The Bitcoin revolution seemed unstoppable. Despite suffering multiple large corrections over the last years, Bitcoin’s price kept reaching new highs until almost surpassing the $20,000 threshold, something unimaginable when Bitcoin emerged in 2009. I remember watching in 2015 the documentary The Rise and Rise of Bitcoin, whose title may now look pretentious, but at the time seemed totally justified
Unfortunately for some, those times are over. Since Bitcoin’s price peaked on December 17, 2017, it has lost 80 percent of its value.
Are we witnessing the end of the Bitcoin era? Were those who claimed that Bitcoin was just a bubble right?
It should be noted that, despite the drastic fall in price, Bitcoin still trades at over $3,000, which is ten times more than its price in late 2013. Yet, since the last correction, Bitcoin’s price has shown no signs of recovery, which might indicate that the December 2017 peak price was just an illusion.
Several factors could explain this downward trend. The emergence of hundreds of new cryptocurrencies over the last decade might have diverted attention away from Bitcoin, leading investors to put their money into other crypto-related investments. Yet this doesn’t seem to be the case. As shown in the graph below, the total market cap of the main cryptocurrencies excluding Bitcoin went down dramatically in 2018. This means that disinvestments in Bitcoin didn’t go into other cryptocurrencies.
Some argue that the last price correction is the ultimate evidence that Bitcoin was no more than huge bubble, and as such, it was bound to burst sooner or later. This is what Bloomberg View columnist Noah Smith claims in a recent article.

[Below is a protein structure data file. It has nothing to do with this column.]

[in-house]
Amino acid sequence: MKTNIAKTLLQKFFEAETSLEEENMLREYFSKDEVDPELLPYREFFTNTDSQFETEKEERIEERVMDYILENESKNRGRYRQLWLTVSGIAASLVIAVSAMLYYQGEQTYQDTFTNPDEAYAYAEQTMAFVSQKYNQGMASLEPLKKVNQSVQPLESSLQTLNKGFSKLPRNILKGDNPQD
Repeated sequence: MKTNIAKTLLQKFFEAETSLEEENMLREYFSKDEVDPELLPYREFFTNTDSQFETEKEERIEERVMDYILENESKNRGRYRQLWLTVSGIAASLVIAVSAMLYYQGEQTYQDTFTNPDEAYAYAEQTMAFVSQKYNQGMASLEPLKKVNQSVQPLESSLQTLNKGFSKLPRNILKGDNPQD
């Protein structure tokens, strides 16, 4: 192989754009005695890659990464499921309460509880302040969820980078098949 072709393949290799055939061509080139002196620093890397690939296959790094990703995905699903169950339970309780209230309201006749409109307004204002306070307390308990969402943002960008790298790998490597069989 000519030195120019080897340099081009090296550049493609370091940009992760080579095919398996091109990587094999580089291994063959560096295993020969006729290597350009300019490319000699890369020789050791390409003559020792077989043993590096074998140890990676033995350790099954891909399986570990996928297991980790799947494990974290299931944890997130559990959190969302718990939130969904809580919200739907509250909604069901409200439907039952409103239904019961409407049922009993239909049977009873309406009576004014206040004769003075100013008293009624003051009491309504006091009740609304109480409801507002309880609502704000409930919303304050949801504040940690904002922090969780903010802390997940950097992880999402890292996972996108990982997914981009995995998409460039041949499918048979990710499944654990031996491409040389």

The bubble-theory supporters have a point. Part of the cryptocurrencies boom can be explained by an irrational enthusiasm for a new technology that, for the moment, hasn’t delivered the promised results.
Yet Bitcoin doesn’t seem to fit in with the classic definition of an asset bubble, according to which a bubble exists when the price of an asset diverges persistently from fundamentals. The fundamentals of a stock are easy (in theory) to calculate: you just need to look at the expected profits of the business in question and discount them at the appropriate interest rate (future profits aren’t worth the same as present profits).
Since Bitcoin doesn’t generate any income, its fundamentals, if they exist, must be somewhere else. For instance, Bitcoin allows for black-market transactions, which means that it provides some utility (although not in the form of income) to its users and, thus, it can be argued to possess some kind of fundamental value. The problem is, as pointed out by economist Scott Sumner, that we are clueless about how to calculate the fundamental value of Bitcoin. How can we qualify Bitcoin as a bubble if we don’t even know what its fundamental price is?
In any case, it seems that we have entered a new time, not only for Bitcoin but for the cryptocurrency landscape as a whole. After a first moment of irrational exuberance, to paraphrase Alan Greenspan, we are now in a different stage that will shape the future of blockchain technology. Will cryptocurrencies endure the test of time?